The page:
https://www.amazon.com/Wolves-Dont-Knock-C-MacKenzie/dp/1927529387/

MISTER WOLFE (the sequel) coming soon!

***

“Go Fish” by Cathy MacKenzie

Amber looked up toward the large blue-shingled house, which was so unfamiliar to her. What little they’d moved into the house two days previous was in disarray. The bulk of their furniture and other possessions weren’t due to be delivered for another week. Until then, the family would sleep at the Riverside Inn and spend days at the house.

According to her mother, there was plenty to do at the new house. “Dad has to mow the lawn, and I have to clean,” she’d said. “You kids can organize your rooms.” She had smiled. “And play, too. Summer will soon be over.”

Right, Amber thought. Organize our rooms? What is there to organize?

She was thankful she didn’t have to deal with school the same time as the move. But Labour Day would soon be upon them, marking the end of summer vacation. Luckily, her parents had bought a house in the same neighbourhood, so she and her brother, Julien, would still be attending the same schools.

Her mother couldn’t understand why it had to take so long for their furniture to be packed up and delivered. “Spencer, why don’t we rent a truck and move ourselves? This is ridiculous,” she had spouted. “We’re less than ten blocks away, for Pete’s sake.”

Apparently, the end of July was the busiest time for movers in their area, and Amber’s father wouldn’t admit he had procrastinated calling the moving company. She knew he had messed up when she overheard him arguing on the telephone with the company. She was glad he’d apologized or they might never have gotten a moving date.

Amber liked their new house, which was much larger than their previous one. The grounds were more spacious, too. Numerous colourful flowers grew alongside the house, mostly all foreign to her, although she did recognize the daisies.

And, of course, she was familiar with rose bushes that bordered one side of the fish pond.

But what good was a fish pond without fish?

“I can’t believe there’s no fish,” she said, glancing at her brother.

“Yeah, according to Dad, the previous owner said they died.”

“I don’t know why we can’t get more.”

Julien sighed. “Mom can’t be bothered. She figures Dad won’t help out and then it’ll all fall on her. In the spring she said we can get some. She hates the thought of them in the cold all winter. You know her.”

“But goldfish are supposed to survive over the winter. Though I don’t know how.”

“You’re supposed to make sure there’s a hole in the ice so the fish can breathe while they hibernate.”

“If they hibernate, why do they need a hole in the ice?”

Julien glared at her. “I don’t know. Just what I’ve read.”

“Dad says you read too much.”

“Yeah, well Mom says you daydream too much.”

She ignored him and stared into the pond. She shook the unopened container of fish food, which she had grabbed off the shelf in the garage.

“I’m going to sprinkle some food on the water. Maybe if the other people had fed them, they’d still be alive.”

“No sense feeding dead fish,” Julien said.

Ignoring her brother, she unscrewed the lid and sprinkled flakes on the water.

“It’s probably old. That’s why they left it,” Julien said. “Outdated. Not good for anything. And you know what? If the owners said they hadn’t fed the fish for two years, it’s probably more like five. Everyone lies.”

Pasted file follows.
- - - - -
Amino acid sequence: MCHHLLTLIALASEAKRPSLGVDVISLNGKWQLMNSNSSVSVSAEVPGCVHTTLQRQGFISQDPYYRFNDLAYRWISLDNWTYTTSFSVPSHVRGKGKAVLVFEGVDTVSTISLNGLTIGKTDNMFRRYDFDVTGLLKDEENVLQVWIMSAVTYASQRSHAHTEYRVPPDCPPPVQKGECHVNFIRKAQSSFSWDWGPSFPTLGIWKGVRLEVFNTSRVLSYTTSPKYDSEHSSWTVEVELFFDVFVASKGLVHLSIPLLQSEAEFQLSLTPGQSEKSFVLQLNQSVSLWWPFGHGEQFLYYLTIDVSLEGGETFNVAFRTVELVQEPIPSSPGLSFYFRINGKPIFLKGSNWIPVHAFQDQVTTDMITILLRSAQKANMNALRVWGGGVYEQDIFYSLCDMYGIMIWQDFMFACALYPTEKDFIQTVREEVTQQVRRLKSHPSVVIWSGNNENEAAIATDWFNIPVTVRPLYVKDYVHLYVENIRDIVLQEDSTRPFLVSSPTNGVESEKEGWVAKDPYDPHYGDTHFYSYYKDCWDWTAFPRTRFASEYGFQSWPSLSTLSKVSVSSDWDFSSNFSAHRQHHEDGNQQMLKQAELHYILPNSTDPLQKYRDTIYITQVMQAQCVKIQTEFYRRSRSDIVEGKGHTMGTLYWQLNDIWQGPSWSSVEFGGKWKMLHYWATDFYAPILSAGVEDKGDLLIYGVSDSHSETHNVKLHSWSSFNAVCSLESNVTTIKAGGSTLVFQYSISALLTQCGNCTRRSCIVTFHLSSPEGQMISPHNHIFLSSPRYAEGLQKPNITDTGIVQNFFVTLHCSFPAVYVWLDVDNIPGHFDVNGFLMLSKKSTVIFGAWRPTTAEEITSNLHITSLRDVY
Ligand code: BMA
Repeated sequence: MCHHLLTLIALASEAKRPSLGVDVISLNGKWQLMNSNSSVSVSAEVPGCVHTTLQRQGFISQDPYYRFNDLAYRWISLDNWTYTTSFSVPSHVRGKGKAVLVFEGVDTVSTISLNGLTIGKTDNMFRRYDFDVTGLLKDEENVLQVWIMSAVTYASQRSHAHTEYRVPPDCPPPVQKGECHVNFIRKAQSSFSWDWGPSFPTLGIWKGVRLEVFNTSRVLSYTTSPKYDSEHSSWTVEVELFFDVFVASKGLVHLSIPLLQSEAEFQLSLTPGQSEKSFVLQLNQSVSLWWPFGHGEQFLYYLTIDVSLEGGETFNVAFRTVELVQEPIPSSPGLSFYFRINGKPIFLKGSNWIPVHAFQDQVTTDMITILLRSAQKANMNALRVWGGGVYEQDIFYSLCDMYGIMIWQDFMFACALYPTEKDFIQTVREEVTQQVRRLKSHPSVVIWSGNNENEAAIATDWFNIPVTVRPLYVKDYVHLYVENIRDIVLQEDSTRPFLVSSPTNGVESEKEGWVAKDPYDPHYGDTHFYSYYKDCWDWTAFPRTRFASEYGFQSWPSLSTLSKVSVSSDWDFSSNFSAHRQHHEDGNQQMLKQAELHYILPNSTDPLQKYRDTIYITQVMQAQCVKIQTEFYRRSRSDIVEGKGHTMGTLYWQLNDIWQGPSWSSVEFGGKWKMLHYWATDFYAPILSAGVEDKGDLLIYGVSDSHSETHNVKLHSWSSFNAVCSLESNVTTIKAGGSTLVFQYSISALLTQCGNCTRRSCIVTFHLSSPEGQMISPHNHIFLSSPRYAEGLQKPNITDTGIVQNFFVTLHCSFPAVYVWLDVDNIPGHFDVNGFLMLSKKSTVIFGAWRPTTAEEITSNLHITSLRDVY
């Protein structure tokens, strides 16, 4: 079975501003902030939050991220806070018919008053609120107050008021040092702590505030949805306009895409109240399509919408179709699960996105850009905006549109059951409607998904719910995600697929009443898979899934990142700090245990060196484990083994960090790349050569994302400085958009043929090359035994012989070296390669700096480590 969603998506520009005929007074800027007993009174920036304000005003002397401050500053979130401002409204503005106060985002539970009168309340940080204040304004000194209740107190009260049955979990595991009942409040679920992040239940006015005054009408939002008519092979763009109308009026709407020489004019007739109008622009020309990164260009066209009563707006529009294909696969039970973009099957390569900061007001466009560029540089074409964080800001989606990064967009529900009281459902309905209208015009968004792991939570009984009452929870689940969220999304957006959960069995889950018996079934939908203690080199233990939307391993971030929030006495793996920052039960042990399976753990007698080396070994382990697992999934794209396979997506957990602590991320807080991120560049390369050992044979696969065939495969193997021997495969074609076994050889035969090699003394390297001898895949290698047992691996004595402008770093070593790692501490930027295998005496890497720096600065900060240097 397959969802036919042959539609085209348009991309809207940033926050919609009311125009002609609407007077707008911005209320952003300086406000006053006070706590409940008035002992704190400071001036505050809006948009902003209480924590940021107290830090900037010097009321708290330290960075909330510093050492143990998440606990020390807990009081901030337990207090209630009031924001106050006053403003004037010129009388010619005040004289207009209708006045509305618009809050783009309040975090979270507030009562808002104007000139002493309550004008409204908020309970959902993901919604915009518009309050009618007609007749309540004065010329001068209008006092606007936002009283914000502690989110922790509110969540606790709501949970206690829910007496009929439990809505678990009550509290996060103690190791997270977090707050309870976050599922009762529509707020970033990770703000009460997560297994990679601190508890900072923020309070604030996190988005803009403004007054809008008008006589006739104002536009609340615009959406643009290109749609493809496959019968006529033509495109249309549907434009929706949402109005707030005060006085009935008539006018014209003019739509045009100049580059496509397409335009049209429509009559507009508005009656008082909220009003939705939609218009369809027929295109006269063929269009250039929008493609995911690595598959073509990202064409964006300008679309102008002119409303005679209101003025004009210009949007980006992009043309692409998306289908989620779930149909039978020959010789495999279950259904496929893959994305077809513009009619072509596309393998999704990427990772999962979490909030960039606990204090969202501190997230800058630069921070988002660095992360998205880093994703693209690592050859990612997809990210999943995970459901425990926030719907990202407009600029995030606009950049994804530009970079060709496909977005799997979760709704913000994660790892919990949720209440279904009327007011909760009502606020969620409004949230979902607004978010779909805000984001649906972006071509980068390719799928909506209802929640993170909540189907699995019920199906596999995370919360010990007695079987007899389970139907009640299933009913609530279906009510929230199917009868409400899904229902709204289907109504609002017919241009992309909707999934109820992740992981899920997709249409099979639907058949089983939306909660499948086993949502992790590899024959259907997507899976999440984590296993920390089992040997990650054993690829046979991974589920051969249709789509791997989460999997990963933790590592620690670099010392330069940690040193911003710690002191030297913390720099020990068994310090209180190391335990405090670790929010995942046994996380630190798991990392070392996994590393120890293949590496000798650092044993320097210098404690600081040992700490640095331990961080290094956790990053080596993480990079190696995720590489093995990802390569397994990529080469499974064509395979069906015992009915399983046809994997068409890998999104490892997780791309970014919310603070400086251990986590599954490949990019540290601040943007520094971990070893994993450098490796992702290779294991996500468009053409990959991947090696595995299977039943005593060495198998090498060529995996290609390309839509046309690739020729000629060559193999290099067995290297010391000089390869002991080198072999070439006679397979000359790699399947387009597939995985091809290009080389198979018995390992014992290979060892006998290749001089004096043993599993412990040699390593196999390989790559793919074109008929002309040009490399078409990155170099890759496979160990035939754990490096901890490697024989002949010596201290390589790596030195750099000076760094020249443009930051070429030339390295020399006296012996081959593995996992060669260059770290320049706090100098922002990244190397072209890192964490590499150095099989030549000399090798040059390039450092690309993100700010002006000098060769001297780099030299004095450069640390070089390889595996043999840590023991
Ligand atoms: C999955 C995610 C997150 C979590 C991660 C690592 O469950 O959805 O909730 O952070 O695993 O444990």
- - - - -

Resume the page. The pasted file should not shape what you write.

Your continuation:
The flakes floated together for a few seconds and slowly separated.

“The poor dead fishes,” Amber said, swiping at her eyes with her left hand. She’d been teary lately, which was unusual for her, probably owing to the stress of the move. She was only twelve, but her hormones would be raging sooner than later. And more tears, she figured.

She shrieked. “Look! What’s that?”

“What’s what?”

“There.” She pointed. “Isn’t that a fish?”

While she watched, another bright orange fish swam alongside.

Another appeared.

And a fourth.

The last two were a paler orange. Almost translucent.

“I don’t believe it,” Julien said. “They can’t have survived for this long.”

“Look, they’re jumping at the food. We have to go tell Mom.”

“No, we can’t tell her. She’s got enough on her mind. Besides, if you tell her, she’ll freak about them all winter long.”

“What, then? We don’t tell anyone they’re here?”

“We’ll just come down and feed them every day. Then, over the winter, we’ll make sure there’s a hole in the ice. We can surprise Mom in the spring, once the snow is gone.”

“Mom wasn’t born yesterday. Don’t you think she’ll find out?”

“How will she find out? Besides, once she knows these fish survived, she’ll be more receptive to getting more.”

“What about Dad? Should we tell him?”

“No, Dad’ll only tell Mom. They don’t have secrets, remember.”

“Yeah, right.” She’d heard her parents talk enough about how marriages shouldn’t have secrets, no matter how small. She giggled. Her father hadn’t shared the moving van story. “Okay, it’s our secret? No one else’s?”

“Yep, it’s our secret.”

“Oh, I love secrets,” Amber said, already anticipating telling her mother. She might even tell her the moving van secret.

***

The Spot Writers—Our Members:

Val Muller: http://www.valmuller.com/blog/

Catherine A. MacKenzie: https://writingwicket.wordpress.com/wicker-chitter/

Phil Yeats: https://alankemisterauthor.wordpress.com

Chiara De Giorgi: https://chiaradegiorgi.blogspot.ca/

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C.A. MacKenzie is the author of the novel WOLVES DON’T KNOCK, a psychological drama/thriller, available from the author or at various retailers, including Amazon at https://www.amazon.com/Wolves-Dont-Knock-C-MacKenzie/dp/1927529387/.